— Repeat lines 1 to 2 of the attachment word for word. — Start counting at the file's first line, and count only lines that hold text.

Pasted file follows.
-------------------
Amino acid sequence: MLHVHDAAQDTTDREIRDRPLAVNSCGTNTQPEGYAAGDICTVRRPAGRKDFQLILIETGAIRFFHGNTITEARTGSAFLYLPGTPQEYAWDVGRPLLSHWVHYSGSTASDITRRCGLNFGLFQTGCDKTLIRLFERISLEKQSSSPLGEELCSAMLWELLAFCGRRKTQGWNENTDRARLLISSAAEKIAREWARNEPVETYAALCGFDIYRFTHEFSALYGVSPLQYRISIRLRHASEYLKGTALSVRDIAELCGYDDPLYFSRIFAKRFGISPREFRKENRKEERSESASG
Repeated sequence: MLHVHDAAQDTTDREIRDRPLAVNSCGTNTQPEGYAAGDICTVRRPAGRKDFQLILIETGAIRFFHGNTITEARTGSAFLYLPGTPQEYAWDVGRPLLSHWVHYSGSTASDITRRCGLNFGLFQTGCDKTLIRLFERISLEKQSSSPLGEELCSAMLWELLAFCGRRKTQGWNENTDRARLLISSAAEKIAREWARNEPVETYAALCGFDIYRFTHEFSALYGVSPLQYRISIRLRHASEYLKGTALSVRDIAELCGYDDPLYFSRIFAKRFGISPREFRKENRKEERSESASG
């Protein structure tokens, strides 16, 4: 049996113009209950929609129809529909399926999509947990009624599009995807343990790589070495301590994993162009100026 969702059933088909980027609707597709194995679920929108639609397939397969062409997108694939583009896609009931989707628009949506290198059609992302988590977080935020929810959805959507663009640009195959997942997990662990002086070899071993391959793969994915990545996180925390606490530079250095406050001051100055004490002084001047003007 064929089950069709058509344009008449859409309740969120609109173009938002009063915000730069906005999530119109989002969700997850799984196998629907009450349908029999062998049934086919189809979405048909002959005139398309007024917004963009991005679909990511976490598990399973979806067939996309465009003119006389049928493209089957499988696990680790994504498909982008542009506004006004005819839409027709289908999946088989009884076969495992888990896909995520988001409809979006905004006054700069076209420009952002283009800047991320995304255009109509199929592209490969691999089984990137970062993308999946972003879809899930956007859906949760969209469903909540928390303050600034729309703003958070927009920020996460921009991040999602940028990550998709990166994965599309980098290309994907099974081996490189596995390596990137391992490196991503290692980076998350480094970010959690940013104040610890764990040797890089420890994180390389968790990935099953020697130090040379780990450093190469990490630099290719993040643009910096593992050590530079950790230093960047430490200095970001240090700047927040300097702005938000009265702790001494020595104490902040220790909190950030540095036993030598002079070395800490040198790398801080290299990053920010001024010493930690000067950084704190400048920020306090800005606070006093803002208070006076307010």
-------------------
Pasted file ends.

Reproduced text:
Amino acid sequence: MLHVHDAAQDTTDREIRDRPLAVNSCGTNTQPEGYAAGDICTVRRPAGRKDFQLILIETGAIRFFHGNTITEARTGSAFLYLPGTPQEYAWDVGRPLLSHWVHYSGSTASDITRRCGLNFGLFQTGCDKTLIRLFERISLEKQSSSPLGEELCSAMLWELLAFCGRRKTQGWNENTDRARLLISSAAEKIAREWARNEPVETYAALCGFDIYRFTHEFSALYGVSPLQYRISIRLRHASEYLKGTALSVRDIAELCGYDDPLYFSRIFAKRFGISPREFRKENRKEERSESASG
Repeated sequence: MLHVHDAAQDTTDREIRDRPLAVNSCGTNTQPEGYAAGDICTVRRPAGRKDFQLILIETGAIRFFHGNTITEARTGSAFLYLPGTPQEYAWDVGRPLLSHWVHYSGSTASDITRRCGLNFGLFQTGCDKTLIRLFERISLEKQSSSPLGEELCSAMLWELLAFCGRRKTQGWNENTDRARLLISSAAEKIAREWARNEPVETYAALCGFDIYRFTHEFSALYGVSPLQYRISIRLRHASEYLKGTALSVRDIAELCGYDDPLYFSRIFAKRFGISPREFRKENRKEERSESASG